{¶5} Plaintiff testified that on that date Perry removed three packaged soups from another inmate's cell, and upon observing this she ordered Perry to return the soups. Plaintiff related that Perry argued with her but ultimately complied once she told him that she would issue him a Conduct Report for violating prison rules. As plaintiff explained, the rules prohibited Perry from taking items from another inmate and from entering another inmate's cell. According to plaintiff, there were 65 rules for inmates to abide by, and she had been trained to enforce them in a firm, fair, and consistent manner. Plaintiff stated that she had a reputation with the inmates in the unit such that they knew they could not get away with anything on her watch.

         {¶6} Plaintiff testified that after telling Perry that she would issue him a Conduct Report, he came down the stairs to the first-floor range, puffed his chest out in an aggressive fashion, gestured toward her and said "You know what time it's about to be?" Plaintiff testified that she was at her desk at the front of the unit, perhaps no more than 10 feet from Perry, and that she felt threatened and thought he might attack her at that moment. Plaintiff stated that another inmate pulled Perry away and told him something to the effect of "you don't want to do that." Plaintiff acknowledged that it is not uncommon for inmates to talk about or threaten officers, and that in this instance Perry did not specifically say he would harm her, but she stated that based upon his words and body language, she took it as a serious threat.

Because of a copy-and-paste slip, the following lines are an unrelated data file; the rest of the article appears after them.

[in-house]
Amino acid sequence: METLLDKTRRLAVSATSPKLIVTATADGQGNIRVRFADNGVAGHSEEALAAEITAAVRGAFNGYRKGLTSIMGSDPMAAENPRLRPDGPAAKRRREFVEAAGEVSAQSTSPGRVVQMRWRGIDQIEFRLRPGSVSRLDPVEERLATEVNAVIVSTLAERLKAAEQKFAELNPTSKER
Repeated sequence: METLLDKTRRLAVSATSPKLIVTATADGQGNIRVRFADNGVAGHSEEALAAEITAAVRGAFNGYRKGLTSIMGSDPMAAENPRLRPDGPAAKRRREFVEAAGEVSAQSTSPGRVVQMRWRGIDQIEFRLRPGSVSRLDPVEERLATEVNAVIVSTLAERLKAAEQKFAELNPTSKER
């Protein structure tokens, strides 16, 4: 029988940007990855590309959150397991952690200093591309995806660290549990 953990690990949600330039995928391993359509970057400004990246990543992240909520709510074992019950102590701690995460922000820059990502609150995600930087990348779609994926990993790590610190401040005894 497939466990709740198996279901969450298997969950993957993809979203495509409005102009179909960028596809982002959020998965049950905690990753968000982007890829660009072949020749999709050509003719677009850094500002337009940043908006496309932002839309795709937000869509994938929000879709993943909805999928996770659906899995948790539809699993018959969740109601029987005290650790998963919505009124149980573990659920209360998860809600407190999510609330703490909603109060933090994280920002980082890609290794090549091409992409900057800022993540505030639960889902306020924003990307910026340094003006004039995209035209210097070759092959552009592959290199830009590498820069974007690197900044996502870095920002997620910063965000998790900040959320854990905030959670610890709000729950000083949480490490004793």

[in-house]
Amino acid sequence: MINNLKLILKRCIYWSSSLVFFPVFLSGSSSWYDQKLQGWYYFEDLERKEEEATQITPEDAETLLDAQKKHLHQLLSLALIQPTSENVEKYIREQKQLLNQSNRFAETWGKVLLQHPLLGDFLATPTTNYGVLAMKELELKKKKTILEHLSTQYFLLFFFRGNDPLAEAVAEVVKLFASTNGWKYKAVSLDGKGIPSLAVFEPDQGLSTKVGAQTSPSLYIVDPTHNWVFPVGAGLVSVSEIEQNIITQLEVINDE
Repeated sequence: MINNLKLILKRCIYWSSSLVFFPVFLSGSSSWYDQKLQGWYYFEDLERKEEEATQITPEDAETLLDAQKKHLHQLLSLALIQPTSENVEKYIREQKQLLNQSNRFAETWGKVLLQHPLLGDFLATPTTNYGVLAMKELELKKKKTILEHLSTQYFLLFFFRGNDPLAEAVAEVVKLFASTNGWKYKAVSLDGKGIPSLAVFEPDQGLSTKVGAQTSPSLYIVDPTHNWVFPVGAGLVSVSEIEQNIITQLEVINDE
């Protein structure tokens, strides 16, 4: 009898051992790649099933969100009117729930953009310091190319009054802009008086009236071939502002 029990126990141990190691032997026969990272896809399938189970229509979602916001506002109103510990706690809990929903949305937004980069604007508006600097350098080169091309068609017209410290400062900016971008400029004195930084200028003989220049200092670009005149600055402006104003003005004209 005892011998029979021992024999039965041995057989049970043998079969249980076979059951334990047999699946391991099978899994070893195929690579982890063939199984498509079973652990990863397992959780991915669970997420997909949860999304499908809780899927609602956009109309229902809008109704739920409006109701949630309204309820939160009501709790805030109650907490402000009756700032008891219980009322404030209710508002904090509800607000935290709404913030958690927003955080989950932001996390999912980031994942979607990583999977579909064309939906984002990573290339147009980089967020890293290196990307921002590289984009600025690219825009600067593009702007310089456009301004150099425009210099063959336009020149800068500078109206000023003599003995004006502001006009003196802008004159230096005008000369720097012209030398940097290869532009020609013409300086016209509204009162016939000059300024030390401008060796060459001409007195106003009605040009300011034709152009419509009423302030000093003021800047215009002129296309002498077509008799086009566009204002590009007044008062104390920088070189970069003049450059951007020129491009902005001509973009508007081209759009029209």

{¶7} Plaintiff related that she proceeded to write both an Incident Report and a Conduct Report, the latter of which charged Perry with violating institutional rules 8 ("Threatening bodily harm to another (with or without a weapon)"), 21 ("Disobedience of a direct order"), 26 ("Disrespect to an officer, staff member, visitor or other inmate"), and 48 ("Stealing or embezzlement of property, obtaining property by fraud or receiving stolen, embezzled, or fraudulently obtained property"). (Plaintiffs' Exhibits 2, 9.)

         {¶8} In both reports, plaintiff gave essentially the same description of the incident, writing in the Conduct Report the following:

         {¶9} "ON 11/21/13 at approximately 1203 hours I, Officer Roggelin, did observe Inmate Perry #488417 enter cell C2W2 in which Inmate Rembert #181425 resides, Inmate Rembert at this time was at a Unity program, and exits the cell with 3 soups in his hand. I issued several direct orders that he return them to the cell and Inmate Perry refused. I informed Inmate Perry that he would be receiving a ticket to which he replied 'So do it.'. Inmate Perry did eventually return the contents to the cell. Inmate Perry did inform this officer that 'I know what time it's about to be…' or something to that effect. I, Officer Roggelin, took this to be a threatening statement. Inmate Rembert returned to the pod and informed this officer that Inmate Perry has a 'green light to go into my cell for anything at any time.' This does not negate the fact that Inmate Perry disobeyed a direct order and disrespected this officer. EOR."

         {¶10} Plaintiff stated that she checked a box on the Conduct Report indicating that she wished to have input into the disciplinary proceedings because she was concerned that what she had written might not adequately convey the seriousness of the situation. According to plaintiff, she felt that Perry needed to be moved out of the unit immediately, and it was her expectation that the reports she submitted would result in his removal. Plaintiff testified that a physical threat to an officer constituted grounds for removing an inmate from a housing unit, and that she felt Perry had made such a threat against her.